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    @NewBoss, it looks worse if you let insubordination go on than if you fire him for it. He is a cancer in your team, he needs to know that the attitude has to go or he does. – HLGEM Jan 24 '14 at 13:57
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    @NewBoss, you will never win the respect of your team if you don't act firmly when a team member is being insubordinate. You can't be effective in your own role by being fearful of upsetting an employee who isn't behaving professionally. If you attempt to correct the behavior and the employee handles it badly, you have the ability - and the obligation - to institute a more formal disciplinary procedure with HR and/or your senior management. – Roger Jan 24 '14 at 16:13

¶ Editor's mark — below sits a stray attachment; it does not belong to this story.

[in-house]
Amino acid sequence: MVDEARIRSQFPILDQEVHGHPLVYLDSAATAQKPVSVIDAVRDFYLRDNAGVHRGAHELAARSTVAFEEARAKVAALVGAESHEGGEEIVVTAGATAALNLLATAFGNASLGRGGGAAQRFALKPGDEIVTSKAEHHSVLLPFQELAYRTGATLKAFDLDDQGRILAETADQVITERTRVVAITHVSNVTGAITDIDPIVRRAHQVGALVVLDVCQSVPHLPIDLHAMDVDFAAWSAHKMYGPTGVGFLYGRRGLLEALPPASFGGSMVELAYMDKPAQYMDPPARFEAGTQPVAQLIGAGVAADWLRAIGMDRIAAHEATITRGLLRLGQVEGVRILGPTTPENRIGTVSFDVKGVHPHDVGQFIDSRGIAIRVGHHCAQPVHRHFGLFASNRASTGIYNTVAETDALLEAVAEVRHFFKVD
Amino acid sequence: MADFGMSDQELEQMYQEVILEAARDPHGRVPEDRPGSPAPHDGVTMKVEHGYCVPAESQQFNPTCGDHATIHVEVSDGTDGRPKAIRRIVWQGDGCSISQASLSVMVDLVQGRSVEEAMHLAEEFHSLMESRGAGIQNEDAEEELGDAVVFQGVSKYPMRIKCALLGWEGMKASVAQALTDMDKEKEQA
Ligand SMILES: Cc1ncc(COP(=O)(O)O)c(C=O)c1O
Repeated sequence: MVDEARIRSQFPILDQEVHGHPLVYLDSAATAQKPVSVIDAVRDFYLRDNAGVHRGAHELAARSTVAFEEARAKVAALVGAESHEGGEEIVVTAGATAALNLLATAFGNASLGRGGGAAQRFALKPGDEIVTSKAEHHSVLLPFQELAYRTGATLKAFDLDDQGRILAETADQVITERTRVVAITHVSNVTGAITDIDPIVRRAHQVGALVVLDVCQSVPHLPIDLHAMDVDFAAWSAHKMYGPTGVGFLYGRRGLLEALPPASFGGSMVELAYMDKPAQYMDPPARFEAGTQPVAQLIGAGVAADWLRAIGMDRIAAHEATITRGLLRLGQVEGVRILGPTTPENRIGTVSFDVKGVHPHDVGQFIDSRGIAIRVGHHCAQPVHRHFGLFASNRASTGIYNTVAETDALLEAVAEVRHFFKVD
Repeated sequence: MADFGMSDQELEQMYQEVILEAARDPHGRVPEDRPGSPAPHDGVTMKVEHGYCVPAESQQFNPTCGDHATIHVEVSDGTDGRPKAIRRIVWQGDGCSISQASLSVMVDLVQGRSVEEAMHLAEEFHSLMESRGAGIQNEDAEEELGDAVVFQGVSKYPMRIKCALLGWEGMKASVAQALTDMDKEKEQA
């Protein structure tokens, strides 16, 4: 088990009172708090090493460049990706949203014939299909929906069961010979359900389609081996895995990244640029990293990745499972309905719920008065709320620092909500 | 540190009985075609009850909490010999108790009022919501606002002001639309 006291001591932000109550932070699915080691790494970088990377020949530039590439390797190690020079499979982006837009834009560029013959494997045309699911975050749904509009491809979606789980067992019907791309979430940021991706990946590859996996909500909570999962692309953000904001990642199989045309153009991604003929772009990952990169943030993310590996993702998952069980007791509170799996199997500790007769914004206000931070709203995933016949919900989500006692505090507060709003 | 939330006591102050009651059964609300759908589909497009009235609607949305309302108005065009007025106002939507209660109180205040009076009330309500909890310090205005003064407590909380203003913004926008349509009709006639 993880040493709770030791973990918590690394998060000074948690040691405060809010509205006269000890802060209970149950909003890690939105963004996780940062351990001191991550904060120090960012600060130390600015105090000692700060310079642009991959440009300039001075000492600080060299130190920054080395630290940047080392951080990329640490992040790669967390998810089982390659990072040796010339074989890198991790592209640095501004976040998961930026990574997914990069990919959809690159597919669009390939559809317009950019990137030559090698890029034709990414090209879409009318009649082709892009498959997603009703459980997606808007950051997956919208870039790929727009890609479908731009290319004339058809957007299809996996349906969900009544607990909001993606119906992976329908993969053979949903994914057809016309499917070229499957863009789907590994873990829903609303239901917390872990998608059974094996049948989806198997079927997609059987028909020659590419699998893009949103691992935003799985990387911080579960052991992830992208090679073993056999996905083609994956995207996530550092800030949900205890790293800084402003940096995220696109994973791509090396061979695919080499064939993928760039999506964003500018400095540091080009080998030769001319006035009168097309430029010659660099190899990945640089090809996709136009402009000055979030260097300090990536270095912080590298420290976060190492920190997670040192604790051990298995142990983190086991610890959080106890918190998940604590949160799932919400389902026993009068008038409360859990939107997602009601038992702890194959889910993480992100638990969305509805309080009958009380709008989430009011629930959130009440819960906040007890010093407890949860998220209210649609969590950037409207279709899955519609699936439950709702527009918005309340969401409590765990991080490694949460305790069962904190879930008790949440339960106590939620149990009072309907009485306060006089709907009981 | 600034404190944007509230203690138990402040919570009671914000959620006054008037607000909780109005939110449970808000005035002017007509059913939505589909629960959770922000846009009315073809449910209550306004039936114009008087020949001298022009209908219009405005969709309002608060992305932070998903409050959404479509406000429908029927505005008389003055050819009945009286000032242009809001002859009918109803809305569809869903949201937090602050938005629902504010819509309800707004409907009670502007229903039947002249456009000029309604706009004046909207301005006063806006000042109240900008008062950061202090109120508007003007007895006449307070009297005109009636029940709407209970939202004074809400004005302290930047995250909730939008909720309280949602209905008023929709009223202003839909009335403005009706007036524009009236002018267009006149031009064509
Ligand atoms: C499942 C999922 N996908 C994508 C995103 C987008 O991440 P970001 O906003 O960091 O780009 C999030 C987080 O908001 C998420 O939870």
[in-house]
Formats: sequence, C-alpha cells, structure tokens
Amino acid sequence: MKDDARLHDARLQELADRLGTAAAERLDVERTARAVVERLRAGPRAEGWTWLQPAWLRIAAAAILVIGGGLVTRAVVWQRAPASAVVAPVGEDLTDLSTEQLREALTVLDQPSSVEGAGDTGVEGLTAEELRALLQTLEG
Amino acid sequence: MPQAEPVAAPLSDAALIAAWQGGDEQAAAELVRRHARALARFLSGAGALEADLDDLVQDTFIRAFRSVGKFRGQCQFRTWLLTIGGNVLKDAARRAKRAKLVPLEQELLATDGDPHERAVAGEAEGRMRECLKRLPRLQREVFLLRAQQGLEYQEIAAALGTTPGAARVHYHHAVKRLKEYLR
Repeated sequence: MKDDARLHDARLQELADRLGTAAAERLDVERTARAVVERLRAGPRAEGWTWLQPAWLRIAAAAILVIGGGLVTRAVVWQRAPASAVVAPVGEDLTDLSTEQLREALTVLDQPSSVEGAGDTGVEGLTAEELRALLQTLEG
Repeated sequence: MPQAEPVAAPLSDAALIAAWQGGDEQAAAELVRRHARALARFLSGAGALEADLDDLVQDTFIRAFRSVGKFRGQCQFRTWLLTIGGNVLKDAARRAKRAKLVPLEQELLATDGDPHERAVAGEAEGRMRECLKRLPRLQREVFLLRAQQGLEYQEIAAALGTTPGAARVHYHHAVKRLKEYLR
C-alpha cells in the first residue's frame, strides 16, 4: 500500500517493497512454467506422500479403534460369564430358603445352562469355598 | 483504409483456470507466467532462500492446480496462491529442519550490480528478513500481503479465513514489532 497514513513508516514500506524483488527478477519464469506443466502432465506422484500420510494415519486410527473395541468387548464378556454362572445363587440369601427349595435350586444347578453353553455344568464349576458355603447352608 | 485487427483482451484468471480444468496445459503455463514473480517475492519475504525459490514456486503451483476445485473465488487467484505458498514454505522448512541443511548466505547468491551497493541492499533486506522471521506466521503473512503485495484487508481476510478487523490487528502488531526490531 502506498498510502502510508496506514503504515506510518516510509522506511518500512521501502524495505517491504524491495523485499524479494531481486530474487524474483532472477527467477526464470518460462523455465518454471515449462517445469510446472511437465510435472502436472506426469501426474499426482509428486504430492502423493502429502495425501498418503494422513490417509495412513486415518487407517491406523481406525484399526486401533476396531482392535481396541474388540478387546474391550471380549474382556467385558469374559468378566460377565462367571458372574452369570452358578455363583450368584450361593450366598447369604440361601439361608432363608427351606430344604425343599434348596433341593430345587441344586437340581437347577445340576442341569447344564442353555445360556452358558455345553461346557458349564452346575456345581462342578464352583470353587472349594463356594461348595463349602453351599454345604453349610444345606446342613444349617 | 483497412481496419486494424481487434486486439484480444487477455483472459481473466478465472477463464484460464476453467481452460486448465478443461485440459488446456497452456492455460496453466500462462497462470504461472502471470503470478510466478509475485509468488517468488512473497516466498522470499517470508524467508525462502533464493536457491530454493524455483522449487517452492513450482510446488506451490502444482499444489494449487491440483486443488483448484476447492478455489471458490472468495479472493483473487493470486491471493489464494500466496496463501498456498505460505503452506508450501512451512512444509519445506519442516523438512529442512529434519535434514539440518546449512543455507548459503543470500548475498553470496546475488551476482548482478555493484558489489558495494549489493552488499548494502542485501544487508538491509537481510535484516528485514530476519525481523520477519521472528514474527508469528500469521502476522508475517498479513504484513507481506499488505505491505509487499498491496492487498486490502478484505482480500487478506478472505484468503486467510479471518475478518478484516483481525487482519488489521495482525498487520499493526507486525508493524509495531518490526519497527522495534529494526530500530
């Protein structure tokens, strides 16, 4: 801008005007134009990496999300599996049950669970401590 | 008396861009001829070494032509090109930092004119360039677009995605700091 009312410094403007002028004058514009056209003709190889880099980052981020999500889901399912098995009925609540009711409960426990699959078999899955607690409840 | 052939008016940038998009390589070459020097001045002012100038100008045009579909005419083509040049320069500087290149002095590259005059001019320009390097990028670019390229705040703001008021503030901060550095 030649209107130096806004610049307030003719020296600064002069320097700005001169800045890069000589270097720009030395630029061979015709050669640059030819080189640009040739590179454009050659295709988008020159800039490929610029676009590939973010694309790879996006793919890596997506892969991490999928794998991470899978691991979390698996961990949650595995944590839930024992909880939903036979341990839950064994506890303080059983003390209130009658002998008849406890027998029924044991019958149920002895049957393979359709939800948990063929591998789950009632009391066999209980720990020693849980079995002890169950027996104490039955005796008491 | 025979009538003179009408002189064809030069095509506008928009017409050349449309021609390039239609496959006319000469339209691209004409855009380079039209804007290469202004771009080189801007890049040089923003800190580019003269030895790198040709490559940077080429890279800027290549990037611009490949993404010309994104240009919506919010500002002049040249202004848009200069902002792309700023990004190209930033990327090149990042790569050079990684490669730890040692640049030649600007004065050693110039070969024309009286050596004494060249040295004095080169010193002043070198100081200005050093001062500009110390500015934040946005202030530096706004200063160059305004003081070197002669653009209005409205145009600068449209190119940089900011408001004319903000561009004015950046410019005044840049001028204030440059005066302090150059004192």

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I can offer an answer based on personal experience, since in some ways I feel similarly to your employee.

I have a situation where in terms of my direct reporting, the tasks I am given do not match at all with my expectations about what my duties would be in the job. I have worked very hard for almost two years to be a team player on these tasks, assuming that once I "proved myself" then my job description would migrate back to what it was supposed to be based on the communication during the hiring process.